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Why Do I Get Congested at Night?

Have you ever noticed that congestion seems to get worse at night? Right about the time you'd like to go to sleep you might notice that you can't breathe because your nose is too stuffy.

Is it all in your head? Not really, although to some extent this phenomenon can be due to the fact that congestion is less noticeable during the daytime when you are busy and there are many things going on to distract you. This definitely isn't the whole story, however.

Reasons Behind Nighttime Congestion

One explanation has to do with gravity and the way that we tend to position our bodies at night. Many people think that congestion and a feeling of stuffiness are caused by excess mucus blocking the nasal passageways.

Excess mucous may contribute to a feeling of stuffiness, but the real culprit in congestion is engorged and/or inflamed blood vessels inside the nasal passageways.

This is a very simplified explanation, however, as congestion has many causes (more on some of those later).

When we lie down our blood pressure changes, and we may experience increased blood flow to the upper part of our body including our head and nasal passageways. This increased blood flow can make the vessels inside our nose and nasal passageways even more inflamed. Increased blood flow also commonly causes congestion in pregnant women.1

A lying-down position also makes it more difficult to clear mucus from our nose and sinus cavities. For example, while we are standing up during the day, mucous is constantly running from our nose and sinuses into the backs of our throat and being swallowed. Most of the time we don't even notice this. At night, however, this mucous may pool or back up. Many people notice that their congestion starts to improve an hour or two after they get up in the morning. That's gravity doing its work.

Even if we aren't lying down in bed ready to sleep we tend to start lounging in a more relaxed supine position a couple of hours before bedtime. This is why you might notice your congestion getting worse not long after the sun goes down.

This also explains why people with conditions like a cold virus or allergies might feel their congestion increase at night.1 But what if you're not sick and don't experience any symptoms during the day?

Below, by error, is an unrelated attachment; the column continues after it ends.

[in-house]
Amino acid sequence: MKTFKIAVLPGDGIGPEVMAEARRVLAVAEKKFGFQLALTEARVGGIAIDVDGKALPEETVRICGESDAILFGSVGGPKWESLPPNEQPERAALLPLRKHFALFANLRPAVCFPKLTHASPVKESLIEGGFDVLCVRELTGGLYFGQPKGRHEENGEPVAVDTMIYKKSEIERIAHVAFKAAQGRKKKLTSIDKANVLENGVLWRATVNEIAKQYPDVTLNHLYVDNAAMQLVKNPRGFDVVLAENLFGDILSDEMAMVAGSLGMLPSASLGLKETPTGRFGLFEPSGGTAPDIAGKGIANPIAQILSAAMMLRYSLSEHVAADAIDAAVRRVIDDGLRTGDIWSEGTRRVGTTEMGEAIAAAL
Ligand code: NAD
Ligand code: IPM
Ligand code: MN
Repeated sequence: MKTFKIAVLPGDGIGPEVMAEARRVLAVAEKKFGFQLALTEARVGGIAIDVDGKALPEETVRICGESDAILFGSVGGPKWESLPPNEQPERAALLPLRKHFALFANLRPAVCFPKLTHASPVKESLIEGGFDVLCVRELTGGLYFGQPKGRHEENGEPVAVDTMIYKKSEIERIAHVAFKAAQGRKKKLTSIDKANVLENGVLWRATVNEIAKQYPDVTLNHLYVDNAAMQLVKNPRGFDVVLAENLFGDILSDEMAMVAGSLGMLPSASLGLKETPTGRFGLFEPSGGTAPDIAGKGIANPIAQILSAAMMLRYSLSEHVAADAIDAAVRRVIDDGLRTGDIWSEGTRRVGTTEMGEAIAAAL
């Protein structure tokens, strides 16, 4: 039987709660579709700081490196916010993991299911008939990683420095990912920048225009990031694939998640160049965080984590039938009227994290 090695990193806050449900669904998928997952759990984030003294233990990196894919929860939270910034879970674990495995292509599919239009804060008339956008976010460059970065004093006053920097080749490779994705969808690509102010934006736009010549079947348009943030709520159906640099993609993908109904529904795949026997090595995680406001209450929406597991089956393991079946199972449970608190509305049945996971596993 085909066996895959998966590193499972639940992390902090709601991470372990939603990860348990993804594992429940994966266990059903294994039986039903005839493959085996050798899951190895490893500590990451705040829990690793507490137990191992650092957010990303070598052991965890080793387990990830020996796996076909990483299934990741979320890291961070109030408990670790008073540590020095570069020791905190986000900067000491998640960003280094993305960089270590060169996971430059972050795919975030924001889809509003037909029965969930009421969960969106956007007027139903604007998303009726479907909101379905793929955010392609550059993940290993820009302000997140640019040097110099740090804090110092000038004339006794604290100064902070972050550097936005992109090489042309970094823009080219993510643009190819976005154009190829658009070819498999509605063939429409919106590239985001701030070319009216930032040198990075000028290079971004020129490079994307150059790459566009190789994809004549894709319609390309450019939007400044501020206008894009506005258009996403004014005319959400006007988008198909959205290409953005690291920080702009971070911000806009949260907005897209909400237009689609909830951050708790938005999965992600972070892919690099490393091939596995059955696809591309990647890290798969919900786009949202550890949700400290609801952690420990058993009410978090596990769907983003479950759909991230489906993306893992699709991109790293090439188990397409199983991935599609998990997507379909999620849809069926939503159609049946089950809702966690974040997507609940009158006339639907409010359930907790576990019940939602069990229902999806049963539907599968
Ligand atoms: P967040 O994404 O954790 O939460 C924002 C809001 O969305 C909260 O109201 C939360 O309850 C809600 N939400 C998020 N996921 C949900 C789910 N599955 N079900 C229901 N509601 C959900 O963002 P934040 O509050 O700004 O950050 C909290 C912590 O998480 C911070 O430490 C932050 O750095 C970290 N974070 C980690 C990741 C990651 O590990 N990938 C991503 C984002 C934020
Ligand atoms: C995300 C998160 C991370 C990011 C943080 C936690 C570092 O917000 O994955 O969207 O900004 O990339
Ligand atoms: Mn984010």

Studies have shown that even without the presence of daytime congestion, nasal resistance (the ability to breathe) is impaired when we're lying down.

Another culprit you might not suspect could be to blame: acid reflux (heartburn). Fairly common symptoms of acid reflux or gastroesophageal reflux disease (GERD) include sore throat, coughing, postnasal drip, wheezing, and hoarseness.2 These symptoms tend to be worse when you wake up in the morning. Many of these symptoms occur when individuals with an impaired esophageal sphincter (valve) and a stomach full of acid lie down at night. The acid in the stomach can migrate up the esophagus and irritate the back of the throat, which also happens to be connected to the nasal passageways. The really interesting thing is that some medical professionals now believe there's a definite link between GERD, chronic sinusitis, and even nasal congestion.3

How Can I Treat My Nighttime Congestion?

So now that you understand a little bit more about what causes nighttime congestion what can you do about it?

If you frequently suffer from congestion at night, you should see a doctor. One key reason: Studies show that the negative effects of congestion on your sleep quality are significant.

In the meantime you can try these tips to help reduce congestion and sleep better:

Elevate the head of your bed instead of lying flat, don't eat within a couple of hours before going to bed or lying down, use a cool-mist humidifier at the side of your bed, drink plenty of water, stop smoking

While these tips are helpful for anyone who suffers from increased congestion at night your doctor will likely recommend further treatments once the cause of your congestion is identified. For example, allergies can be treated with antihistamines, nasal steroids, or immunotherapy. Medications such as antacids and proton pump inhibitors are commonly used to treat GERD.



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